Fewer Ad Orders Seen Pulled in Q3

May 3, 2009  •  Post A Comment

Network executives are bracing for third-quarter advertising cancellations, but some ad buyers say they won’t be as extensive as feared.
Those more optimistic buyers believe the percentage of ad sales made during last year’s upfront market that are canceled in the July-through-September quarter might be closer to first-quarter levels—which were only slightly higher than the normal 3% to 5%—than to second-quarter levels, which hit 12% to 15%.
However, they warn that some of the largest advertisers haven’t made their decision on options yet.
Many advertisers and media buying agencies have been seeking extensions from the networks, who usually want decisions made 60 to 75 days before the beginning of the affected quarter on whether clients will purchase the commercial time they reserved in the upfront. Upfront buyers are allowed to option, or cancel, up to 50% of their buys, but they have been making their purchase decisions closer and closer to air dates as they seek flexibility to react to economic conditions.
And the networks, by and large, have been granting extensions.
“I think there’s still a lot of advertisers thinking about what they’re doing in the scatter market in the second quarter, so I don’t think it’s on anybody’s radar screen,” said Steve Lanzano, chief operating officer of media buyer MPG.
In years when the market was stronger, Mr. Lanzano said, the networks would be champing at the bit to re-sell canceled inventory on the scatter market, where prices are usually higher than at the upfront. Right now, however, “No one’s pushing anything.”
Indeed, some of the biggest advertisers who canceled a large chunk of their advertising in the second quarter, including Procter & Gamble and the companies in the distressed auto industry, hadn’t made their options decisions.
Ad sellers are hoping for the best but braced for higher-than-normal cancellations.
“There’s always concern it won’t be any different once the trend goes in this direction, but we’re cautiously optimistic,” said Bill Abbott, executive VP of sales for the Hallmark Channel.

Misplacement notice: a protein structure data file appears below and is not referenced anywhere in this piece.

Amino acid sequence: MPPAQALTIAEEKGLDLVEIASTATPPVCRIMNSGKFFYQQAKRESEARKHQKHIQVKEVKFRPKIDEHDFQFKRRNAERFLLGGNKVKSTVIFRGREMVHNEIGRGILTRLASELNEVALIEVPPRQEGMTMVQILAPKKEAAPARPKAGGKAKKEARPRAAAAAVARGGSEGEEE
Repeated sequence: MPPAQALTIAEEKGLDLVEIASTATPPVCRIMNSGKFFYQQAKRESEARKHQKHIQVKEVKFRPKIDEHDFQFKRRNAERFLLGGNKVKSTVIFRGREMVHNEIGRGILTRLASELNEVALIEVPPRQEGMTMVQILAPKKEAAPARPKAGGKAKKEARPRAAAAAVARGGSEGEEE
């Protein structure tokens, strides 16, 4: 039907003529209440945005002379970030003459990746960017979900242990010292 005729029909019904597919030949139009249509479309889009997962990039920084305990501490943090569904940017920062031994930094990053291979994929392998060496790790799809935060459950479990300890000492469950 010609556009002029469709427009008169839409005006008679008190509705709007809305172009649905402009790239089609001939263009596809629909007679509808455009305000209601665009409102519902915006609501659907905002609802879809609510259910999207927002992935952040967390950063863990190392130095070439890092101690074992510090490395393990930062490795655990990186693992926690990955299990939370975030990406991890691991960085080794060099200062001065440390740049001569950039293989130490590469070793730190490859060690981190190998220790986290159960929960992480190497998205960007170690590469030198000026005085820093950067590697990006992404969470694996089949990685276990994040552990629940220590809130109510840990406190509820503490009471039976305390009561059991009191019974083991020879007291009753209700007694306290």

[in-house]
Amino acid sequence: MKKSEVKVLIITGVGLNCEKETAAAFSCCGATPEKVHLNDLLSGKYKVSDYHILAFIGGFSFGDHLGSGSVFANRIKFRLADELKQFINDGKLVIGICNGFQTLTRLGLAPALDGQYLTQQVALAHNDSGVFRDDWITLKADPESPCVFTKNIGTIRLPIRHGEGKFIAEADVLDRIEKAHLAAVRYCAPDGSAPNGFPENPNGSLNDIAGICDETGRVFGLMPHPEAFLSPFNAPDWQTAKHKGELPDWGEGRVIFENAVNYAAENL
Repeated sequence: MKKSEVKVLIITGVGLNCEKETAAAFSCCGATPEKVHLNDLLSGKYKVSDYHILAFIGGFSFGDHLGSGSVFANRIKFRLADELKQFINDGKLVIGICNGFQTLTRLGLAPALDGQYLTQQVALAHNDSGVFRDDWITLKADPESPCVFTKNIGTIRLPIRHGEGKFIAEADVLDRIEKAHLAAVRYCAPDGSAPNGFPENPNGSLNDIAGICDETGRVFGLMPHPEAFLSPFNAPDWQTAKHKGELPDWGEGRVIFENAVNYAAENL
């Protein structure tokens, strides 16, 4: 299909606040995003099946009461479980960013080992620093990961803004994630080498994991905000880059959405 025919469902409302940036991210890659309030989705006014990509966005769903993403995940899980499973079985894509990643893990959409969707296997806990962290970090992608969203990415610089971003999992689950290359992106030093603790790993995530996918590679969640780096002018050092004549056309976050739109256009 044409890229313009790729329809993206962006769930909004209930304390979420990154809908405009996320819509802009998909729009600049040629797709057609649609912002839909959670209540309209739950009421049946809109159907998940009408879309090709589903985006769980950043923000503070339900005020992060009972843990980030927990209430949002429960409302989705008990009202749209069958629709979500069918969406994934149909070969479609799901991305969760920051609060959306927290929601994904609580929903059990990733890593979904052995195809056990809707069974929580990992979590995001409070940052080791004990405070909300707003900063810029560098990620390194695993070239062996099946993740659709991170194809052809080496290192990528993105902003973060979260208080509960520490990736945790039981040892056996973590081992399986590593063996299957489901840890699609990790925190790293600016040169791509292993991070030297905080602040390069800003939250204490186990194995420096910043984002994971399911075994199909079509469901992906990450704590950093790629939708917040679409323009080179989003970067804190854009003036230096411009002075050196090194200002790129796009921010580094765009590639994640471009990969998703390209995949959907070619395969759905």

When advertisers canceled their upfront buys in the second quarter, networks found that the scatter market was relatively steady.
Mike Shaw, president for sales at ABC, said he was able to sell out his second-quarter inventory while keeping prices at upfront levels.
Other sales executives had similar experiences.
“The fact that we’re writing business week-to-week gives us more confidence,” Mr. Abbott said. “While [those taking] options were very significant and much higher than typical, we’ve resold that inventory and more, so we’re feeling OK about the second quarter.”
Philippe Dauman, CEO of Viacom, said that while domestic ad sales at the company’s cable networks, which include MTV, Nickelodeon and Comedy Central, were down 9% in the first quarter, he was seeing signs that the advertising market was stabilizing.
“Our customers are starting to feel more confident about a recovery emerging later in the year,” Mr. Dauman said. “Our kids upfront started several weeks ago, and we have been getting strong commitments.”
He said the upfront for the grown-up entertainment networks is just starting to get under way, but noted, “We are seeing more robustness as we head into the next few months and the upfront season.”
Viacom’s MTV has held upfront presentations in New York and Chicago. In addition to presenting new programming designed to appeal to the next young MTV generation, in this case the Millennials, MTV executives told buyers that they were working on plans that would provide upfront clients with the flexibility they’re asking for and protection from snags in the market.
MTV executives declined to provide details of those plans.
This week, NBC will again present its programming plans early to advertisers in what it calls its “infront” presentation. The network believes the earlier meeting gives advertisers more time to come up with ideas for the kinds of integrated campaigns that have to be agreed to long before they run.
In two weeks, the other broadcasters will present their schedules in the traditional upfront week. At that point, negotiations will begin in earnest, with buyers seeking lower ad rates from the networks, the networks looking to maintain pricing and cable networks hoping to cash in on the conflict.
Mr. Lanzano said there’s little urgency on the part of most clients to do upfront deals in May or June.
“Obviously if you’re a movie studio, or if you’re a retailer interested in the hard eight [the weeks leading up to Christmas], or if you’ve got a new product or something, clearly you need to protect inventory at a specific time of year,” he said. “But if not, why rush into it? .. Let it play out.”
But Mr. Lanzano said he sees suggestions that business is improving. “Are we seeing some glimmers of hope? Yes,” he said. “But I still think people have in the back of their head there’s going to be something else down the road that’s going to squash whatever type of small recovery we’ve had.”

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